Spam­ming it up across Hawaii

The Weekend Australian - Travel - - Travel & Indulgence - SU­SAN KURO­SAWA

Well, hands up who knew Spam comes in flavours as un­likely as teriyaki and jalapeno, hick­ory smoke and chorizo? On the lush and lovely Hawai­ian is­land of Kauai, guide Erik is keen to show us what he calls “Spa­malot”, and he is not re­fer­ring to un­wanted emails and mes­sages.

Fol­low me, he says, as we en­ter the air-con­di­tioned acreage of the Food­land at Ka­paa town­ship. As my (In­stas­pam?) snap hints, there is al­most an en­tire aisle of cans of Spam, in six­packs and by the pal­let. Choose from the likes of oven-roasted tur­key, “real” ba­con or cheese Spam; one va­ri­ety’s la­bel claims “25% less sodium!”. Salt, sugar and preser­va­tives rule; there are sin­gle slices of Spam for in­stant sand­wiches and Spam spread to swipe over “ap­pe­tis­ers, crack­ers and other snacks”.

The name comes from “spiced ham”, says Erik, although the deriva­tion from “shoul­der pork and ham” is also widely cited. And who could for­get Monty Python’s Fly­ing Cir­cus skit?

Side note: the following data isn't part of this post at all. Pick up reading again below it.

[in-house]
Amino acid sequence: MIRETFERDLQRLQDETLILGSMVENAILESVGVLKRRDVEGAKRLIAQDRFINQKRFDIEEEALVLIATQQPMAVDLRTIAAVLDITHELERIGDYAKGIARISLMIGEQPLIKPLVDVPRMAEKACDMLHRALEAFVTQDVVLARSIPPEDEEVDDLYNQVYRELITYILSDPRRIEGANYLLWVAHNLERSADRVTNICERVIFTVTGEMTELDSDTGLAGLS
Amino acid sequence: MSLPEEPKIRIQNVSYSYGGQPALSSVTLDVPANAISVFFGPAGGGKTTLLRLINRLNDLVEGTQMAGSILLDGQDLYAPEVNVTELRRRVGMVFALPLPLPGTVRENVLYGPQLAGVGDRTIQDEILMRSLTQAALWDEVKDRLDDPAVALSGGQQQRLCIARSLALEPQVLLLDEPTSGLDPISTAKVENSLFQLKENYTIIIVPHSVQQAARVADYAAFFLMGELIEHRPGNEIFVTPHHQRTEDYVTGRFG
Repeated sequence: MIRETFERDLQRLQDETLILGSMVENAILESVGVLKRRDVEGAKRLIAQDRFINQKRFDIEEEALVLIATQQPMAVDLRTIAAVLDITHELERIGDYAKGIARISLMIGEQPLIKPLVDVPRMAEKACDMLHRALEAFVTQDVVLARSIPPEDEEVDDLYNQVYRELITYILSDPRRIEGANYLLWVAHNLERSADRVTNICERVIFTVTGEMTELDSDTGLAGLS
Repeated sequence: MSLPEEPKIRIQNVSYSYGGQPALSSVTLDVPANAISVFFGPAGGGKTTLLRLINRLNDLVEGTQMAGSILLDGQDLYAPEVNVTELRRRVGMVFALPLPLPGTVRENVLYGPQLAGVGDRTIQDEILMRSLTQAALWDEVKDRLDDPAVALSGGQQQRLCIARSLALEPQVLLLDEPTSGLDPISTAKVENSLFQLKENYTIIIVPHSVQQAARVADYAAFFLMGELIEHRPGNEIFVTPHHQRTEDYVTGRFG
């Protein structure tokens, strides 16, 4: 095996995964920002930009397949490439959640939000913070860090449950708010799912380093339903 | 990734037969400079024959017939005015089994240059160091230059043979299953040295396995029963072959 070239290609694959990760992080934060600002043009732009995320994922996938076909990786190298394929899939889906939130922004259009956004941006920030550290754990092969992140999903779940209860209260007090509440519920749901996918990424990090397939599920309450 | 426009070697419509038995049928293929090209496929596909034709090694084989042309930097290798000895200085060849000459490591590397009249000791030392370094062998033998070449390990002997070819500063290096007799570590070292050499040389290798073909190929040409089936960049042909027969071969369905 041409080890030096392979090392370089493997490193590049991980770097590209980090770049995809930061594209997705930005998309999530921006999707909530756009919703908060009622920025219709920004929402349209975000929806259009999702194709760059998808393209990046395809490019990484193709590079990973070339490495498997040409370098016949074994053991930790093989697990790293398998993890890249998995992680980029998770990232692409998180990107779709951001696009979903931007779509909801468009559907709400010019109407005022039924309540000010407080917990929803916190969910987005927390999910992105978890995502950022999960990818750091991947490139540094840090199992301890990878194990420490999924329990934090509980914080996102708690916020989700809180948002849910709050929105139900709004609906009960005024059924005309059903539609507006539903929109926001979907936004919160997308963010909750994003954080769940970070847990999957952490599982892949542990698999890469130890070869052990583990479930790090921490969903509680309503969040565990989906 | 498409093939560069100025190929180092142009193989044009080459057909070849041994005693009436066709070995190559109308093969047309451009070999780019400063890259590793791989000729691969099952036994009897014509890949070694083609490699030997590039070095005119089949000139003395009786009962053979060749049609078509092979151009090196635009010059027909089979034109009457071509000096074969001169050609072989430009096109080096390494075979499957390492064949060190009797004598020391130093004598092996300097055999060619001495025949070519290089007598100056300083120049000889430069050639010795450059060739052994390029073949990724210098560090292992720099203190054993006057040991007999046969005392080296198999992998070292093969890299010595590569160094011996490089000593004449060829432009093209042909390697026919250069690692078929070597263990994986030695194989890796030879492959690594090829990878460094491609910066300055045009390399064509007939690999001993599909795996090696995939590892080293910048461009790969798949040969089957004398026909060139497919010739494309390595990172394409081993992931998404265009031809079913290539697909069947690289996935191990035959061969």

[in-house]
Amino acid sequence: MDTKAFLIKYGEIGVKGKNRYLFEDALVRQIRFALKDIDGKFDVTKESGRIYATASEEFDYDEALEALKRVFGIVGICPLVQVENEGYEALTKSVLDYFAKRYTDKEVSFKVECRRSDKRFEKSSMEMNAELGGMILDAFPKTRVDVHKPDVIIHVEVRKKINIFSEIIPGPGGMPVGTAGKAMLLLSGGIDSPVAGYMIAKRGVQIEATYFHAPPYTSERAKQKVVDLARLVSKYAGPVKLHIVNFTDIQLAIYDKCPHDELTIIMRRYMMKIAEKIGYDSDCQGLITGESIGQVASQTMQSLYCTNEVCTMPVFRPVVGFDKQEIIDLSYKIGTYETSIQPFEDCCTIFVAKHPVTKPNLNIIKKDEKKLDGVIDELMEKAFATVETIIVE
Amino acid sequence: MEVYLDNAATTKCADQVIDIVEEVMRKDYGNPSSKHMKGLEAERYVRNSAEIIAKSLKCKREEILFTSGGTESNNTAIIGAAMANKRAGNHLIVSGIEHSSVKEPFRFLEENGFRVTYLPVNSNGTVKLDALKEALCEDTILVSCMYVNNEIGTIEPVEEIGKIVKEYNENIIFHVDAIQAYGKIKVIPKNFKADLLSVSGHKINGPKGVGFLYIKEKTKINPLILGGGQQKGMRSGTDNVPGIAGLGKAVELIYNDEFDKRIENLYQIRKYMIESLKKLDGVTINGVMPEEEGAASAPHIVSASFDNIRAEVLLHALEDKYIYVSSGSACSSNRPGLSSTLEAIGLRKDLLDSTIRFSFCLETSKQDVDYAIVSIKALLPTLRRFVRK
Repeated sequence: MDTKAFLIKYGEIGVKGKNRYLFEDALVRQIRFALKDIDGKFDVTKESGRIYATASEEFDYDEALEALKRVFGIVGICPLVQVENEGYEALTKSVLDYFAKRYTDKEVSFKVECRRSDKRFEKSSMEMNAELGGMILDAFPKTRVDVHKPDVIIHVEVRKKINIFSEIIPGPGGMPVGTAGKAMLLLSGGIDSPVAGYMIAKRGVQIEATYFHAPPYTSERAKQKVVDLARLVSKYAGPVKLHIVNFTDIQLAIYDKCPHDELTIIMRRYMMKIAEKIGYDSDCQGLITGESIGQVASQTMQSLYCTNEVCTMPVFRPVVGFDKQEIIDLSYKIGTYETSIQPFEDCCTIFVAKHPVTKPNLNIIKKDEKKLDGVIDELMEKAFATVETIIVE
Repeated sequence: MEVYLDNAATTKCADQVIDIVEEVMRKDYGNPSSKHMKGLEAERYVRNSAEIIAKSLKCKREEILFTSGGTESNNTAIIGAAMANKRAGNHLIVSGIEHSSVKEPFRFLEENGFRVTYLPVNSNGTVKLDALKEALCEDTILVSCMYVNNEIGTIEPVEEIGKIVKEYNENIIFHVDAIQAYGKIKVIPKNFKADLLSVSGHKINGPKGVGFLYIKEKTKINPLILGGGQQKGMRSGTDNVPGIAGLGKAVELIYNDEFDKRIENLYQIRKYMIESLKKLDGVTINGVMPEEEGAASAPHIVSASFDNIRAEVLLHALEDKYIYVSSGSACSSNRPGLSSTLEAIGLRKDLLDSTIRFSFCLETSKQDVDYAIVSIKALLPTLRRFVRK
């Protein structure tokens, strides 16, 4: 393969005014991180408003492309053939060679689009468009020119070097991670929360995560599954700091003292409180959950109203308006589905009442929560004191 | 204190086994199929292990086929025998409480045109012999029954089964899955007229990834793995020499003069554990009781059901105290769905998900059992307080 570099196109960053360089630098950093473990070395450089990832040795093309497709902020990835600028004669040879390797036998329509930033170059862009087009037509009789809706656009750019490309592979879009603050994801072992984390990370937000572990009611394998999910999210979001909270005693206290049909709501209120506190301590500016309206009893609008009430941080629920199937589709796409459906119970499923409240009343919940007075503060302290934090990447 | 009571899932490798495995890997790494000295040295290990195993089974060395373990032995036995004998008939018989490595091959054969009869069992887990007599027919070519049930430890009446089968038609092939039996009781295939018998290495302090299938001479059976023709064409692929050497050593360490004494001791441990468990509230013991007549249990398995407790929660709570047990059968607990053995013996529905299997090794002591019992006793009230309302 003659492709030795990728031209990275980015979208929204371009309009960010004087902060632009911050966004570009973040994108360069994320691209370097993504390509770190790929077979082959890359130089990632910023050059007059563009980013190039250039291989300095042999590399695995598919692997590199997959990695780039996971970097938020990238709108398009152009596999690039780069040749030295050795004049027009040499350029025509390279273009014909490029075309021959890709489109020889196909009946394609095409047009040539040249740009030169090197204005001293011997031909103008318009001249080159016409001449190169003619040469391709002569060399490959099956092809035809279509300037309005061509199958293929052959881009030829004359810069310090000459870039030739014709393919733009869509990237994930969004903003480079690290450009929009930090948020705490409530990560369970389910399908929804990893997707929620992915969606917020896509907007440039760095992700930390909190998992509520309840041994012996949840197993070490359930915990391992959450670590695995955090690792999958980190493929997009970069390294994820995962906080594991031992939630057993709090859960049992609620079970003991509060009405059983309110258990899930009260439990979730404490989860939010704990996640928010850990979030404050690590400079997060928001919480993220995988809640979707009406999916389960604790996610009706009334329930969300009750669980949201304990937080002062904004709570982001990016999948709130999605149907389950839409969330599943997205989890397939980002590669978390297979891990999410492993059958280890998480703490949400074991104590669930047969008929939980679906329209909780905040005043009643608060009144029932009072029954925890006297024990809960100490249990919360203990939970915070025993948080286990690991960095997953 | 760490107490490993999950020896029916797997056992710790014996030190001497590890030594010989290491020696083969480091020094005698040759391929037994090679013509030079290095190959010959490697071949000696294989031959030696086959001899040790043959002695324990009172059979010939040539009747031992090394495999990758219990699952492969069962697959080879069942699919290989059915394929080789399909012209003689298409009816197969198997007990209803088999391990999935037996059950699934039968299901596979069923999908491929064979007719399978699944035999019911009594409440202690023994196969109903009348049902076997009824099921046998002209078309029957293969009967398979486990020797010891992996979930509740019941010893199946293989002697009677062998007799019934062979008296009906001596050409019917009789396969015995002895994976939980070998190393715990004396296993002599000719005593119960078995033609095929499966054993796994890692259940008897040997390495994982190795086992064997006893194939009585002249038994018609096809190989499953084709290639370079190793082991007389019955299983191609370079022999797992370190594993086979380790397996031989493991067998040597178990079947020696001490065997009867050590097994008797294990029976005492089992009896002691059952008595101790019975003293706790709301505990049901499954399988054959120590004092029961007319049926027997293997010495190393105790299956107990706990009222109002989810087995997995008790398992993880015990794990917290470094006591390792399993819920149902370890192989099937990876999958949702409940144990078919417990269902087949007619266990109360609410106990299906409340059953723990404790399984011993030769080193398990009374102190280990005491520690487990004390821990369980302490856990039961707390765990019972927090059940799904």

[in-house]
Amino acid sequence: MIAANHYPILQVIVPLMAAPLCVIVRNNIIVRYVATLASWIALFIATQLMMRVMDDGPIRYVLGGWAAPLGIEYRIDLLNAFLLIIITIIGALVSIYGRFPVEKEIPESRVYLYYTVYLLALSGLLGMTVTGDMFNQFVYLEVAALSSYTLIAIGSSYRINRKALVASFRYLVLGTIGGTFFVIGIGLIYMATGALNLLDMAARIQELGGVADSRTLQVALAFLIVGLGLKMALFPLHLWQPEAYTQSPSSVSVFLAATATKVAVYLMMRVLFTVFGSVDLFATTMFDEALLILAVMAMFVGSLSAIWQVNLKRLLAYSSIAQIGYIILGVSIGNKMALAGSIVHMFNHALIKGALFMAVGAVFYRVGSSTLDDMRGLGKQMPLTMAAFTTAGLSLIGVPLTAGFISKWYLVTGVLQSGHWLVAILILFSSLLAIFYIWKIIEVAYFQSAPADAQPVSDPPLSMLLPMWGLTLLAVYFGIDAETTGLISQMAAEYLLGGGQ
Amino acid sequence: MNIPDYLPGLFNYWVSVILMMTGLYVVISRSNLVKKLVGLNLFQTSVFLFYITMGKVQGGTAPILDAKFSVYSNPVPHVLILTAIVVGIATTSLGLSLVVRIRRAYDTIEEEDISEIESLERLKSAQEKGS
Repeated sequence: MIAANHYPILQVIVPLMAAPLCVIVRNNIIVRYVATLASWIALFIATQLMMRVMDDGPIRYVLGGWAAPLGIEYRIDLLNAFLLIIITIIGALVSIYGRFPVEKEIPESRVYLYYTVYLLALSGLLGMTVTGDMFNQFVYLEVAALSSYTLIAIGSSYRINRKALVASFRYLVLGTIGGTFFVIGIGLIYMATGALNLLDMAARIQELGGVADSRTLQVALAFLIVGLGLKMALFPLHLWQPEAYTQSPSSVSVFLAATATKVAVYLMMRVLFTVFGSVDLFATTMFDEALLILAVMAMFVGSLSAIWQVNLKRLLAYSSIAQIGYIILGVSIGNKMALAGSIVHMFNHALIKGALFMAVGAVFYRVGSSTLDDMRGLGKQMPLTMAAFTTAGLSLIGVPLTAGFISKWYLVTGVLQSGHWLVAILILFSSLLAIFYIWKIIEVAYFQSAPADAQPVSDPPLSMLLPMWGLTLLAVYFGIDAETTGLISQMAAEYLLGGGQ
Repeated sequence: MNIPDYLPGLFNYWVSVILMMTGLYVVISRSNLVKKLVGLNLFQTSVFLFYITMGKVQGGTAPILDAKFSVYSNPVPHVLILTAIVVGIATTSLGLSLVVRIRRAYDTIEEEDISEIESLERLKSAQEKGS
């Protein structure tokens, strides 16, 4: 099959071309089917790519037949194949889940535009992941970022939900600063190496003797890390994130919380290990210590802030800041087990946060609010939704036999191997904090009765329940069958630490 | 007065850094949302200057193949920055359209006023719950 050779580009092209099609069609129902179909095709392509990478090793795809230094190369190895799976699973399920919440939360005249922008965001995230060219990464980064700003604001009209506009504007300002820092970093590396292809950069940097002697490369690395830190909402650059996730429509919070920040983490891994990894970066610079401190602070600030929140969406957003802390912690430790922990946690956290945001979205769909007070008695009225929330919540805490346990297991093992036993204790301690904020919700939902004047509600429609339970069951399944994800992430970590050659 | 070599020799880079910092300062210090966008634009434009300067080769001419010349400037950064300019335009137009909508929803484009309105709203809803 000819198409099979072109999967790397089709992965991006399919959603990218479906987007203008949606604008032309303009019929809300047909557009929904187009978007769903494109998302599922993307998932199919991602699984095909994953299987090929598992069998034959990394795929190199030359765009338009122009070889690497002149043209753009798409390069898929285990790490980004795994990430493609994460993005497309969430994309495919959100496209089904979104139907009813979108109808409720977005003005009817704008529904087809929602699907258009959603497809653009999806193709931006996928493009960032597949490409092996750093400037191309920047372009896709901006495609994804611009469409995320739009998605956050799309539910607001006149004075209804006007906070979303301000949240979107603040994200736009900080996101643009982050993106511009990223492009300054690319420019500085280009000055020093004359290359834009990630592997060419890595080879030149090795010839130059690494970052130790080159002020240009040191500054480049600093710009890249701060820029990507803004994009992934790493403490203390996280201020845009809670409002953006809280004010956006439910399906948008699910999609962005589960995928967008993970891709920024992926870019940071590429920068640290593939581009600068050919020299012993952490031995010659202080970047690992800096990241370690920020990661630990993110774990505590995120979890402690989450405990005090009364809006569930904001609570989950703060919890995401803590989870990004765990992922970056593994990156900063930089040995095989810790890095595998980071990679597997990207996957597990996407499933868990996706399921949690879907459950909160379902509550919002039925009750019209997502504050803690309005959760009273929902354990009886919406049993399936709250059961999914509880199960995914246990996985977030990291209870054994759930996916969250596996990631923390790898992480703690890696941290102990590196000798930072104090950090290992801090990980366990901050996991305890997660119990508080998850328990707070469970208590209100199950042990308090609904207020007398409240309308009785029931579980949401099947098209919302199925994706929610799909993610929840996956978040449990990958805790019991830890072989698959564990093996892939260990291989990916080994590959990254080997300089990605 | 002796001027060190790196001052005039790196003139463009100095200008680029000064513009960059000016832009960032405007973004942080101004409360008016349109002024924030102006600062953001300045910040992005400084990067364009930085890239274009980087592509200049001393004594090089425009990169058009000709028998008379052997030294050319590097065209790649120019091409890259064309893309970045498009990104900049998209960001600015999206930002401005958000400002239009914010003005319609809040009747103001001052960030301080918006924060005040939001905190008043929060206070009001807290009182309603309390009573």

At sou­venir stores we see cans of macadamia nuts flavoured with Spam and en­counter the rather ghastly prospect of musubi, sushi made with grilled Spam, the meaty strip popped atop a bun­dle of rice like a lit­tle seat cush­ion and held in place with a nori strip. On the gate­way is­land of Oahu, there is an an­nual Spam Jam fes­ti­val, which doesn’t in­volve piggy-flavoured con­fi­ture, thank­fully. It is an evening street fes­ti­val (April 30 next year) along Waikiki’s shop­ping thor­ough­fare of Kalakaua Av­enue. Restau­rants, cafes and fast-food joints pre­pare recipes with Spam, in­clud­ing desserts with can­died strips and ice cream, but the ironic up­side is that pro­ceeds go to the non-profit Hawaii Food­bank, which feeds those in need (but not of Spam, pre­sum­ably).

Spam has been around since 1937 and was a canned sta­ple for US troops in World War II. I re­mem­ber it as a pantry standby from child­hood. It would pop up with ice­berg let­tuce and thick-cut toma­toes in gelati­nous sand­wiches at pic­nics and be fed to var­i­ous cranky cats when we ran out of pet food.

The Hormel com­pany’s Spam web­site has branded mer­chan­dise, and I am not sure I can re­sist the no­tion of Spam sweat­pants for a nifty $US32. They sound just per­fect to wear to the Spam Mu­seum in Austin, Min­nesota, billed as the “world’s most com­pre­hen­sive col­lec­tion of spiced pork arte­facts”. Or per­haps to blend right in on the streets of Ka­paa.

Fol­low on In­sta­gram: su­sankuro­sawa.

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